Homegrown: Austin Music Posters 1967 to 1982

For those of us who do not live in Texas, and even for many who do, Austin is an outpost of progressive weirdness in a state better known for its regressive rectitude. Music has been the key to Austin’s enlightened reputation, and after a brief flirtation with psychedelia in the late 1960s, the posters that were created to promote the state capital’s music scene became as iconoclastic as the city itself, as a new book called Homegrown: Austin Music Posters 1967 to 1982 ably demonstrates.

With essays by noted Texas author Joe Nick Patoski and poster artist and historian Nels Jacobson, Homegrown is mostly organized into thematic sections, including Blues Portraits (Muddy Waters, Mance Lipscomb, Big Joe Williams, Johnny Winter), Traveling Bands (Frank Zappa, Gram Parsons, Bruce Springsteen, the Grateful Dead), and Punk (The Ramones, Iggy Pop, David Johanson). The first section, though, is devoted to the city’s first full-fledged rock hall, Vulcan Gas Company, which produced shows by local bands like Conqueroo, Shiva’s Head Band, and 13th Floor Elevators at 316 Congress Avenue, from the fall of 1967 until the spring of 1970. Gilbert Shelton, who is better known now for his Fabulous Furry Freak Brothers comics, was the venue’s first poster artist, hewing to the psychedelic sensibility being practiced by Wes Wilson and others in San Francisco.

After Shelton and three other Austinites moved to San Francisco to found Rip Off Press in 1969, Jim Franklin took over art-director duties at the Vulcan, bringing a more realistic style to the club’s rock-posters. It was also Franklin who made the lowly armadillo a symbol of the Austin music scene, a stature that was codified when the Vulcan closed and a new venue called Armadillo World Headquarters opened in 1970. Franklin designed the first poster for that storied hall, along with 58 others, although Micael Priest and Guy Juke produced more (99 and 61, respectively). Other artists whose careers are recounted by Patoski include Ken Featherston, Danny Garrett, and Sam Yeates, while Jacobson offers readers a window on techniques employed by artists and printers alike. We learn, for example, that Shelton used white acrylic paint to cover up mistakes made in India ink, and that it was a printer named Johnny Mercer who introduced Austin poster artists to the wonders of split-fountain printing, which allowed them to riff—if briefly—on one of the San Francisco poster community’s signature psychedelic looks.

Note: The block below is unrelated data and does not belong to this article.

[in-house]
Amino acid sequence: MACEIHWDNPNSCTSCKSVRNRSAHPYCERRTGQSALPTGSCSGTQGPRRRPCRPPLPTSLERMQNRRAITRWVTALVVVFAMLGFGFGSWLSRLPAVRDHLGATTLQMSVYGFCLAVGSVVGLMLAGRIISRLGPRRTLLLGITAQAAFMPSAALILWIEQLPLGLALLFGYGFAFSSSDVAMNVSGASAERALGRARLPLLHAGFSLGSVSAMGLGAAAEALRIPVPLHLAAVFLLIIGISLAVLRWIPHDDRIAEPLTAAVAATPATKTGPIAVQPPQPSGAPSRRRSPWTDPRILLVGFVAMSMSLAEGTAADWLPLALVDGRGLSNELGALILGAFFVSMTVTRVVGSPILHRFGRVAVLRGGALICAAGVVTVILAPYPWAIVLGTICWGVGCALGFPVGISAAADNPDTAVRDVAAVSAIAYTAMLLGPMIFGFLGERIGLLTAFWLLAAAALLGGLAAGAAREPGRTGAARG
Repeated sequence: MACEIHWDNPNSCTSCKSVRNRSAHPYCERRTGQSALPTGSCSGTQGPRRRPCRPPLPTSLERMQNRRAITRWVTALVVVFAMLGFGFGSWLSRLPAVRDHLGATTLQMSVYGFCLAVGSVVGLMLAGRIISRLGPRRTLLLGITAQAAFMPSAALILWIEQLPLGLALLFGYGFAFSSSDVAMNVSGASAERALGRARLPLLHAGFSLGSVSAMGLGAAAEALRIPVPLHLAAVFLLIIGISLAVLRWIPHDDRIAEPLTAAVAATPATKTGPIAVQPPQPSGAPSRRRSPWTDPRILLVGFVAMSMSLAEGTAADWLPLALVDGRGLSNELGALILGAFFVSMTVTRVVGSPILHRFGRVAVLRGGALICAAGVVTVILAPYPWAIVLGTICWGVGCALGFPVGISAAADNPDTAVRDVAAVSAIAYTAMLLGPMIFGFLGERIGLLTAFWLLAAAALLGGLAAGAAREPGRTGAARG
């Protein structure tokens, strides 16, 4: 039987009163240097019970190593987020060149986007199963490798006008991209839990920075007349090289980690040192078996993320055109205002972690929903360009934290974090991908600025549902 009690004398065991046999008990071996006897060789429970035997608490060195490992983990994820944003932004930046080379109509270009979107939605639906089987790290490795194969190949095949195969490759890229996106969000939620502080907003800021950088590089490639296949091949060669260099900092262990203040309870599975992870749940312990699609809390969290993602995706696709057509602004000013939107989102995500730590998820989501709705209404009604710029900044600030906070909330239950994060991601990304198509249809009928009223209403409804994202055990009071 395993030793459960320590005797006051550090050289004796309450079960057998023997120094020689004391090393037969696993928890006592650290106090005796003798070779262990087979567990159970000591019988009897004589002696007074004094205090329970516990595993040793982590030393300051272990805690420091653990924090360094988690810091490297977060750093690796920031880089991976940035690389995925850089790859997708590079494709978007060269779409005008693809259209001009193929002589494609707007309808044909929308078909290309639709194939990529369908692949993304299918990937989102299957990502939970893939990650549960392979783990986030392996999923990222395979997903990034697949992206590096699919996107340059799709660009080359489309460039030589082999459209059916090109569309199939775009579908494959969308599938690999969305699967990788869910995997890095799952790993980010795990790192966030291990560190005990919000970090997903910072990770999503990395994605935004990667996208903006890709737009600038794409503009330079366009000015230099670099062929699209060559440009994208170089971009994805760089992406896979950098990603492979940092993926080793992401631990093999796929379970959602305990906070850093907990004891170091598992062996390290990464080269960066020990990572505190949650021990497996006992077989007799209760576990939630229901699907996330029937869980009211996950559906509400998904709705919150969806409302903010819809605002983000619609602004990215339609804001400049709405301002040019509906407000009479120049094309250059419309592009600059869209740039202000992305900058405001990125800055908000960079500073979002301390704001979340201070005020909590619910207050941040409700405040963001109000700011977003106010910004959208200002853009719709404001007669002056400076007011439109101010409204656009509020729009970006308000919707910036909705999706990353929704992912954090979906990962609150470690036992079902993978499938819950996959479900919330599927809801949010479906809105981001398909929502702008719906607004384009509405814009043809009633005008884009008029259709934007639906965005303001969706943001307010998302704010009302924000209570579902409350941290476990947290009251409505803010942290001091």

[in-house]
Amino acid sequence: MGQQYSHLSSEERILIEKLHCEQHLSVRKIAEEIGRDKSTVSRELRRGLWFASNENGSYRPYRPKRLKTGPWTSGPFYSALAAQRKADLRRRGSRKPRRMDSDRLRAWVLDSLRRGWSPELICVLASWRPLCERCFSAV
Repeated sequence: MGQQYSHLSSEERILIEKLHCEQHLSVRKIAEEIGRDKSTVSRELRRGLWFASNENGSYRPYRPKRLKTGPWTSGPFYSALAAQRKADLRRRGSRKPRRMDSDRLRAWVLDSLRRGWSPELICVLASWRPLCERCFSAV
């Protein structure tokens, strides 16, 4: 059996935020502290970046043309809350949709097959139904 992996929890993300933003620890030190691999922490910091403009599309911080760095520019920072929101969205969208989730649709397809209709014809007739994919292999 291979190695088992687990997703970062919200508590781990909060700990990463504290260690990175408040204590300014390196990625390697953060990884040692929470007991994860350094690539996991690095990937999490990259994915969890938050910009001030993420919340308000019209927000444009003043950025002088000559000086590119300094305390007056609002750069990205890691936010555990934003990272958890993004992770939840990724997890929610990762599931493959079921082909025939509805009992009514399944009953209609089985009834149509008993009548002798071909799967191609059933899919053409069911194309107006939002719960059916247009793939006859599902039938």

See sample pages from this book at Wink.

Notable Replies

  1. Huh - should get this for my uncle. He played in Austin for years for a group called the Uranium Savages. I'm sure he is familiar with lots of the artists. I think he plays for a Jazz band now... not sure... I know its his full time gig now.

  2. yes, you should, your uncle would love it.

    I moved to austin in 82. and my college dorm wall was PLASTERED in "drag posters" all the bands, all the shows, all the time.

    When I moved to CA in ~ 2000? I tossed about 4 shiner beer boxes full of posters into the recycling. Should have kept em.

    Big Boys, Uranium Savages, Nice Strong Arm, Meat Puppets, Stevie Ray Vaughan, Butthole Surfers, Lucinda Williams, the Dicks, Poi Dog, The Scabs, Omar & The Howlers, WC Clark, Glass Eye, Scratch Acid, Ed Hall, (and Ed Hall Sucks) the list goes on and on,

    and all posters were same size, different colors, different design, but same clubs...

    Man, what fun those days were. Art for the hell of it...

    Now I am a fat old man. and Liberty Lunch is condos.

  3. dood, i've been at their shows, (a long time ago) at Club Foot, in Austin.

    Biscuit from the Big Boys would leave the bathroom window open, so you could climb in and see the shows for free. No one at the foot really cared that much. as long as the bar was selling beers....

    you know the Savages have a web page? and still do shows??? right???

    Oh, I almost forgot about the HIckoids, who, at one point, had a litter of puppies, which is how I got my beloved Ladybird, who was with me for almost 16 years....

  4. Might have mentioned this to you before but I still have some of those flyers, probably all Kozik stuff. I was there 86 to 90 so I missed The Big Boys but was at just about every Poison 13 show an at EVERY Agony Column show.

    Really low chance but you might have seen/had some of my "work" which was all B&W xerography/collage stuff made and posted up around "just because".

    Oh and Butthole Surfers at Liberty Lunch shows? Unforgettable kept for the parts I can't remember...

    Dunno if it jogs your memory but I was a short little punk with a hand drawn Samhain logo'd leather jacket and a long devil lock. Now a bearded old yid in Tokyo and not just Liberty Lunch is condos, but theres a HUGE Whole Foods full of yuppies on W5th.

  5. A Jim of Mad Dog & Beans rings a bell for me, spent enough time there drinking Shiner Bock and rereading Fabulous Furry Freak Brothers comics bought from the head shop next door. See what I did there to bring this back relative to the actual post? smile

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